For redlined communities like one in South Memphis, Tennessee, a win for grassroots advocates against environmental racism can be quickly followed by new threats and greater losses.
Residents of an 80% Black community were able to stop two oil and gas industry giants from building a pipeline under their neighbourhood, reports the Washington Post. They rejoiced last July when they heard they had won. “But it didn’t last long.”
“Just two weeks after Valero Energy Corp. and Plains All-American abandoned their pipeline bid, the Tennessee Valley Authority (TVA) announced its plan to truck millions of tons of contaminated coal ash through south Memphis for nearly 10 years and dump it in a landfill there,” the Post says.
High-emission industries constantly muscle their way into communities of colour already “teeming with pollution,” the Post adds. With the initial pipeline plan, a land agent contracted by the companies described the move as selecting a “point of least resistance.” Though Plains All-American claimed the agent misspoke, the remarks strengthened local opposition, and eventually the pipeline was cancelled.
Around the time the pipeline plan was proposed, opposed, and withdrawn, TVA—the nation’s largest public utility—was developing its own plan for its coal ash trucks. The announcement “hit many residents like a blow to the gut,” says the Post. The trucks were TVA’s solution to deal with a pile of toxic coal dust that had accumulated over five decades outside a coal-fired power plant.
The dust pile had already contaminated nearby surface water with 300 times the legal limit for arsenic, and experts were concerned it would also affect the underlying aquifer that is Memphis’s only water source. Though water from the aquifer was still testing at safe levels, TVA agreed to address the issue by hauling away the coal ash and burying it, at a cost of US$300 million.
TVA says the plan is “the right thing for the citizens of the state of Tennessee,” contending that the selected truck route largely avoids residential areas, says the Post.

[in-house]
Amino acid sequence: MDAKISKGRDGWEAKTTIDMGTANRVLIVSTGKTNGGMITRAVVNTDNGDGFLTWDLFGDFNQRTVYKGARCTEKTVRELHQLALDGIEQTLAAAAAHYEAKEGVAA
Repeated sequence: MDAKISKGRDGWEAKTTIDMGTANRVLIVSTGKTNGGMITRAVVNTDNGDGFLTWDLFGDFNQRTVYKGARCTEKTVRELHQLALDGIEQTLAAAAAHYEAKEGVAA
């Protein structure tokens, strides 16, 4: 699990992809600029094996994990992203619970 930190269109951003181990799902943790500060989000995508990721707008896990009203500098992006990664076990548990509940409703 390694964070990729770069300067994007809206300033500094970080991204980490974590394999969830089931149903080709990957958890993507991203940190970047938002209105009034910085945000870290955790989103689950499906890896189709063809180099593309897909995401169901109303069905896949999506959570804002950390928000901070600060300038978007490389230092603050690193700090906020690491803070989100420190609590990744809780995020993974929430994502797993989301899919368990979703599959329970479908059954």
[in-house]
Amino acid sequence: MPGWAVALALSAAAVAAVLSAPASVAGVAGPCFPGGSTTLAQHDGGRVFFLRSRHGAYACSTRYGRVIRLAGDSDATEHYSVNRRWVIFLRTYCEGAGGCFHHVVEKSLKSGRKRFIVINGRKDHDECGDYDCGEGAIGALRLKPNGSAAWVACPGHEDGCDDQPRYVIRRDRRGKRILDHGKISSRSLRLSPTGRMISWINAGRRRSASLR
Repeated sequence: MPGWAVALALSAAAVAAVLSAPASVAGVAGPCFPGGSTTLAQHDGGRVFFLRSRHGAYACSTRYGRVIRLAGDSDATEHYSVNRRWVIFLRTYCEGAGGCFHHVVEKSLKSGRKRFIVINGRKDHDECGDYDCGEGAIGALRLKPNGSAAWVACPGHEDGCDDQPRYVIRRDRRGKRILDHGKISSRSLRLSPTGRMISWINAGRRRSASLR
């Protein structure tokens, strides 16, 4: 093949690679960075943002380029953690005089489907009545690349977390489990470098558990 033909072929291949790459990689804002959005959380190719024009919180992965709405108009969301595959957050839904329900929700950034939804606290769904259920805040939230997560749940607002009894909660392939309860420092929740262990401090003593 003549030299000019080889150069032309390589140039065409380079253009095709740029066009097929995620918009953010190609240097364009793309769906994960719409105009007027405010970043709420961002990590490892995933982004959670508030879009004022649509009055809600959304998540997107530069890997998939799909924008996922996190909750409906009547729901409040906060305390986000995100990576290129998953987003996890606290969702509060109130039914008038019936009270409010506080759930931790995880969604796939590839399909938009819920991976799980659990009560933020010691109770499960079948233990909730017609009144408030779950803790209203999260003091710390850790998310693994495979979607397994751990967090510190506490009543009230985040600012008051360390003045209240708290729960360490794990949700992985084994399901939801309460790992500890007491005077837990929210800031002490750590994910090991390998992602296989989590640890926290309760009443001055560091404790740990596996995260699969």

But community advocates say the utility’s statements are misleading, with residential neighbourhoods closely located along the route and only nominal buffers protecting them from the traffic and pollution.
“Even when the windows are closed, I can still smell exhaust in my den,” said Kimberley Davis, a 46-year-old Internal Revenue Service employee who lives in the community of Whitehaven near the Interstate-55 highway.
“I was having issues with sinuses and with breathing, and I didn’t really understand why,” added Davis, who runs a pair of air purifiers every time she cracks open a window. “I just really believe that it has a lot to do with the heavy pollution in the area.”
The area’s lifetime cancer risk is abnormally high. The life expectancy, at 67 years, is eight years below the state average—and a staggering 12 years lower than the average in nearby wealthy white neighbourhoods.
Advocates also say TVA failed to communicate and engage effectively with the community, with public records revealing the agency made its decision six months before announcing it—after the pipeline fight was resolved.
“It’s not the number of meetings but the quality of the engagement that matters,” said Amanda Garcia, director of the Southern Environmental Law Center in Tennessee.
The pressures of environmental racism are not new to South Memphis, where residents have been struggling with industrial pollution for decades, the Post writes. A decade-old study found it was already among the most air-polluted locations in the country, the area’s air pollution has grown steadily worse over time —and now residents have few options to resist TVA’s latest ash trucks.